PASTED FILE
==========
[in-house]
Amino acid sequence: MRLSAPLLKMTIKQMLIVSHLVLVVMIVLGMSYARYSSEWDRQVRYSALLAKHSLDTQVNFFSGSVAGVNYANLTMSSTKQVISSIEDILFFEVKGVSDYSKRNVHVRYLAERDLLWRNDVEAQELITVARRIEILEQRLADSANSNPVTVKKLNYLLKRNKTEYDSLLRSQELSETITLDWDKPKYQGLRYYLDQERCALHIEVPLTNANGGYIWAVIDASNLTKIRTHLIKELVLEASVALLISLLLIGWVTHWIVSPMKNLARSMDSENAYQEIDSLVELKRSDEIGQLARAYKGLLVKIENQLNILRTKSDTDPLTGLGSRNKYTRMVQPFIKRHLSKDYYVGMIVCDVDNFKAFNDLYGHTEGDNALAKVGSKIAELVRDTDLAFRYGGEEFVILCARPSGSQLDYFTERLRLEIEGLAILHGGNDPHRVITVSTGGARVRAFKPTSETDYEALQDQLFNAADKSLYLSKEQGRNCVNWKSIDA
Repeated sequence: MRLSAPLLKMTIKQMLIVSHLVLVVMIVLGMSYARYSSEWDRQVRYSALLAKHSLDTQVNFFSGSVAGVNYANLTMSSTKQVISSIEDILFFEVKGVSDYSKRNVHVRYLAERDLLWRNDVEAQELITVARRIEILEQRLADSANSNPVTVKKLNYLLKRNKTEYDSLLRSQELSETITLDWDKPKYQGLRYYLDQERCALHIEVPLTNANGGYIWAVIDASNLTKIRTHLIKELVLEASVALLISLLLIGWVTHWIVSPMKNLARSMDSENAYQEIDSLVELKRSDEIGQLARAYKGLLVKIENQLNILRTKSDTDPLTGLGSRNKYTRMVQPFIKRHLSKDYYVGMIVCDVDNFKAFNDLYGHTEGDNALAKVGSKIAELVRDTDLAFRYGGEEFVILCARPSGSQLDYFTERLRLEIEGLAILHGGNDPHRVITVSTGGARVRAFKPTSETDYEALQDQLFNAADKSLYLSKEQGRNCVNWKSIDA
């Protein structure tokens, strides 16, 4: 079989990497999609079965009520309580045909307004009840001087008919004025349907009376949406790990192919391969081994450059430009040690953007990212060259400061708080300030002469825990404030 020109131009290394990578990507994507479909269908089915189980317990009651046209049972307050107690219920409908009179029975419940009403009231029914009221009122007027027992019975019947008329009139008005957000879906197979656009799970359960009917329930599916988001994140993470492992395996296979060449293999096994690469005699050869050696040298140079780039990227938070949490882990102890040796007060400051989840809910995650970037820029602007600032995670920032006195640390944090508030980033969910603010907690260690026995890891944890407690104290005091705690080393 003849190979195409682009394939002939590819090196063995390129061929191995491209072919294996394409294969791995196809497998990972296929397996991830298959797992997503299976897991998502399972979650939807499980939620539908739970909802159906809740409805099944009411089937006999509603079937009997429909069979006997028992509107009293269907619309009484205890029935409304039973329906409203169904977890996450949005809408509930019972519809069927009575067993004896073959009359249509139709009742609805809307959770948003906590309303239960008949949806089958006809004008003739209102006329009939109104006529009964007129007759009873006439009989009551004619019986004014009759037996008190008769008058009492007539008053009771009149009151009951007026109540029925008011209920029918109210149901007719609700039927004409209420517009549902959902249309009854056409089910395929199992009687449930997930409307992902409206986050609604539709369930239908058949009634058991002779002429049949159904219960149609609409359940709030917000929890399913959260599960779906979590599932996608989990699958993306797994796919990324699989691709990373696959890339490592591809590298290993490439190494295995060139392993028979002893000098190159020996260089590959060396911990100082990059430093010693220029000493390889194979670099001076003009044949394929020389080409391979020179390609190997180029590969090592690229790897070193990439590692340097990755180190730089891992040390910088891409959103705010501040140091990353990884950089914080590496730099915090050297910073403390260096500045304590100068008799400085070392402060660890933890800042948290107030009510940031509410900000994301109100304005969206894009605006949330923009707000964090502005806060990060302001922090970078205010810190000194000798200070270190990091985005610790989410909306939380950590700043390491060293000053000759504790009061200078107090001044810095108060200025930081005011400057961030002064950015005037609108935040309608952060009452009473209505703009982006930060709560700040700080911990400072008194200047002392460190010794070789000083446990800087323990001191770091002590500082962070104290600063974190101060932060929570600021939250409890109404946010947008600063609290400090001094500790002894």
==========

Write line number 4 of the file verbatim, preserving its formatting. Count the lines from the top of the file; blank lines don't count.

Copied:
């Protein structure tokens, strides 16, 4: 079989990497999609079965009520309580045909307004009840001087008919004025349907009376949406790990192919391969081994450059430009040690953007990212060259400061708080300030002469825990404030 020109131009290394990578990507994507479909269908089915189980317990009651046209049972307050107690219920409908009179029975419940009403009231029914009221009122007027027992019975019947008329009139008005957000879906197979656009799970359960009917329930599916988001994140993470492992395996296979060449293999096994690469005699050869050696040298140079780039990227938070949490882990102890040796007060400051989840809910995650970037820029602007600032995670920032006195640390944090508030980033969910603010907690260690026995890891944890407690104290005091705690080393 003849190979195409682009394939002939590819090196063995390129061929191995491209072919294996394409294969791995196809497998990972296929397996991830298959797992997503299976897991998502399972979650939807499980939620539908739970909802159906809740409805099944009411089937006999509603079937009997429909069979006997028992509107009293269907619309009484205890029935409304039973329906409203169904977890996450949005809408509930019972519809069927009575067993004896073959009359249509139709009742609805809307959770948003906590309303239960008949949806089958006809004008003739209102006329009939109104006529009964007129007759009873006439009989009551004619019986004014009759037996008190008769008058009492007539008053009771009149009151009951007026109540029925008011209920029918109210149901007719609700039927004409209420517009549902959902249309009854056409089910395929199992009687449930997930409307992902409206986050609604539709369930239908058949009634058991002779002429049949159904219960149609609409359940709030917000929890399913959260599960779906979590599932996608989990699958993306797994796919990324699989691709990373696959890339490592591809590298290993490439190494295995060139392993028979002893000098190159020996260089590959060396911990100082990059430093010693220029000493390889194979670099001076003009044949394929020389080409391979020179390609190997180029590969090592690229790897070193990439590692340097990755180190730089891992040390910088891409959103705010501040140091990353990884950089914080590496730099915090050297910073403390260096500045304590100068008799400085070392402060660890933890800042948290107030009510940031509410900000994301109100304005969206894009605006949330923009707000964090502005806060990060302001922090970078205010810190000194000798200070270190990091985005610790989410909306939380950590700043390491060293000053000759504790009061200078107090001044810095108060200025930081005011400057961030002064950015005037609108935040309608952060009452009473209505703009982006930060709560700040700080911990400072008194200047002392460190010794070789000083446990800087323990001191770091002590500082962070104290600063974190101060932060929570600021939250409890109404946010947008600063609290400090001094500790002894």